Gold Prices Down, Opportunity Remains
Year-to-date, gold prices are down roughly 4.5%. This shouldn’t bother investors whatsoever. The precious metal continues to present a great opportunity.
Here’s what must be understood; gold can act as a transition asset at times. In other words; when there’s uncertainty in other asset classes, investors tend to move towards gold.
As it stands, assets like stocks and bonds are facing severe headwinds. This can only be great for the precious metal.
Stock Market Sliding Lower; Investors to Rush Towards Gold?
Right now, there’s a massive exodus from stocks. From their highs in May, key stock indices like the Dow Jones Industrial Average are down over 10%.
To give you an idea about how fast investors are ditching stocks, consider the figures from the Investment Company Institute. In the first seven months of 2015, the long-term U.S. stock mutual funds have witnessed outflows of close to $81.0 billion. If you look at the weekly statistics for August, and until September 16th, these mutual funds have seen outflows of another $28.7 billion. (Source: Investment Company Institute, last accessed September 29, 2015.)
This isn’t all. When we look at how institutional investors are reacting, they are not too optimistic on stocks either. Just look at the chart below of the National Association of Active Investment Managers Exposure Index. This index essentially tracks the percentage of stocks active money managers hold in their portfolio.
Chart courtesy of www.StockCharts.com
In early 2015, active money managers’ portfolios consisted of 100% stocks. Now, it’s close to 20%. This 80% decline in their stock holding shouldn’t be overlooked.
Gold investors should be questioning where all this money will go. Could investors be running towards gold after they ditch their stocks?
$39.0 Trillion Bond Market Getting Nervous
When you look at the bond markets, they are becoming a scary place to be.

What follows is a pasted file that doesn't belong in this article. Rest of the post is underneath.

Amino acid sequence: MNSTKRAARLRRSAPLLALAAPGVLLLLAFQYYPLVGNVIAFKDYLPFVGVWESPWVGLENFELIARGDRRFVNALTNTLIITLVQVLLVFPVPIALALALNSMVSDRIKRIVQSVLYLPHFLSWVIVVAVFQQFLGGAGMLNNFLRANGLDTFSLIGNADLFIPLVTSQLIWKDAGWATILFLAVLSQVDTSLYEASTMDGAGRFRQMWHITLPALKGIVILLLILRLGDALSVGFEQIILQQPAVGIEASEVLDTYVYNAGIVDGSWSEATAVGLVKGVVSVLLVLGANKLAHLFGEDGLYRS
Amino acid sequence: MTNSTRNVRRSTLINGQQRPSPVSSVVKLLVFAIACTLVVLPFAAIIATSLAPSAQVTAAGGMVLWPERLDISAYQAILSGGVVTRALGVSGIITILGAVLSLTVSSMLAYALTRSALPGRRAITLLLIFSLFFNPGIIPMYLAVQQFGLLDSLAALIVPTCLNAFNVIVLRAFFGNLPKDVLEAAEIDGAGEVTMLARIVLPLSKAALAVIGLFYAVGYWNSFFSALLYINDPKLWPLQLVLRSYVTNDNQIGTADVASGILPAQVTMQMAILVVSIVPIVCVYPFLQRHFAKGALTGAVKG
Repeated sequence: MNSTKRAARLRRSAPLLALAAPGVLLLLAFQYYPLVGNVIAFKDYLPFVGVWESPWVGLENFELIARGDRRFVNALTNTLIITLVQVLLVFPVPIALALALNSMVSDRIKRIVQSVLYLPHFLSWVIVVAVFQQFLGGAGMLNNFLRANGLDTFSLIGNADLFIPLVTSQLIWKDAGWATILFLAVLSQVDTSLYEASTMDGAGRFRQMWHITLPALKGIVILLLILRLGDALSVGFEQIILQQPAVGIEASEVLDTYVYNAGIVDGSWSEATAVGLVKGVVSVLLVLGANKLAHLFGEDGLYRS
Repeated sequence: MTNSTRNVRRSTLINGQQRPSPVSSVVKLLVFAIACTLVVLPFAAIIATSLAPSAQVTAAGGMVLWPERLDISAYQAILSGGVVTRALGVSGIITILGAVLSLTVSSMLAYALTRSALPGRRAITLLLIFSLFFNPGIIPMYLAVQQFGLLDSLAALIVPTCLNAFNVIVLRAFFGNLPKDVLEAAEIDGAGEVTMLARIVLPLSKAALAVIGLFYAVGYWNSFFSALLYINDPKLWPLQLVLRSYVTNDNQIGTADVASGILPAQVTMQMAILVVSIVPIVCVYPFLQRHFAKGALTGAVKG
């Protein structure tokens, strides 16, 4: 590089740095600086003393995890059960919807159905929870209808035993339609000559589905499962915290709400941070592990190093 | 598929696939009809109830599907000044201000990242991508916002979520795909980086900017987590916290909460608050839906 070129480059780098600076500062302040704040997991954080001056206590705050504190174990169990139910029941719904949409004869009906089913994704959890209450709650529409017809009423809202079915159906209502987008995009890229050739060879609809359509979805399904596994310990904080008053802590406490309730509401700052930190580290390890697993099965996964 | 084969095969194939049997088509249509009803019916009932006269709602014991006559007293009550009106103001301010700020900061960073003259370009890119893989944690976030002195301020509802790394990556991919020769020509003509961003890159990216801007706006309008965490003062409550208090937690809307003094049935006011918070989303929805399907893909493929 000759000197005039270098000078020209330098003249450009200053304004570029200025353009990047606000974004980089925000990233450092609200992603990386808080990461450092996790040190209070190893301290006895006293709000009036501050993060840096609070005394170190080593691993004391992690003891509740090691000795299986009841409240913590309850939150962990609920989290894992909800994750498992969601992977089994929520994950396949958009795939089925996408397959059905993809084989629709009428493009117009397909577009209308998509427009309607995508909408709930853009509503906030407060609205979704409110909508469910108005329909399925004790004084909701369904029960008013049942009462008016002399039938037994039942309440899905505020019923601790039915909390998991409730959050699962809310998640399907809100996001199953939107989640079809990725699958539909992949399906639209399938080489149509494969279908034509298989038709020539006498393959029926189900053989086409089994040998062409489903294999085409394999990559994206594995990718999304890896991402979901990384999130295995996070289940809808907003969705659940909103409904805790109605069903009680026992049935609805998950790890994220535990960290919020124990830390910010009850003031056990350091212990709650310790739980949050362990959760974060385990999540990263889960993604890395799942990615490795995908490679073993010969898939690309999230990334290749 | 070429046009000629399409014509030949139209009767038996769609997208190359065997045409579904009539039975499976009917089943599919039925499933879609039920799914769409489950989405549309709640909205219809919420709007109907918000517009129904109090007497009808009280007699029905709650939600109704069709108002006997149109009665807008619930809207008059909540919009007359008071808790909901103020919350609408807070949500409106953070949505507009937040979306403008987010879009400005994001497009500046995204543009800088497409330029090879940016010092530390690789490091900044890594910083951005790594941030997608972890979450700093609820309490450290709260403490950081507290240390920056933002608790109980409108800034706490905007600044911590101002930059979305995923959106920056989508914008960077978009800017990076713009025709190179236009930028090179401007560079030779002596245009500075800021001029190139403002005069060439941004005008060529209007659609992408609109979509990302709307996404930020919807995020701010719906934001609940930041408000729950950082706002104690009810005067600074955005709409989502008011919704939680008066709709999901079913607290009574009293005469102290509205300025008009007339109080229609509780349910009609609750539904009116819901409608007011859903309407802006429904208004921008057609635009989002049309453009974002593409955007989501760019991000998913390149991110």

Know this; interest rates in the U.S. economy are about to go higher. The Federal Reserve has been persistent about raising rates sometime this year. It didn’t do so in September, but we hear a significant amount of noise that suggests that the Fed will raise rates in December.
With this, one must also know that higher interest rates are bonds’ biggest enemy.
Bringing in some perspective; as of the second quarter of 2015, $39.49 trillion worth of U.S. bonds were outstanding. This figure includes government bonds, asset backed securities, corporate debt, and others. (Source: Securities Industry and Financial Markets Association, last accessed September 29, 2015.)
You see, the last few years’ bond markets have become overcrowded. Between 2008 and the second quarter of 2015, the amount of U.S. bonds has increased by $6.3 trillion.
When interest rates go up, there will be nervousness in this $39.0 trillion market. With this, it’s logical to question where the money could go. Stocks aren’t the place; they have been declining. Don’t be shocked if bond investors seek shelter in gold.
Why Gold Prices Could Surge
Dear reader, it is critical to understand that the gold market is fairly small compared to the stock market and the bonds market. You don’t really need all the money from bonds and stocks going into gold—just a small percentage of it could really cause gold prices to surge in a very short period.
I continue to watch mining companies closely—those with solid properties and lower production prices. If gold prices rise by even 20% from the current levels, it will not be surprising to see their stock price double in value.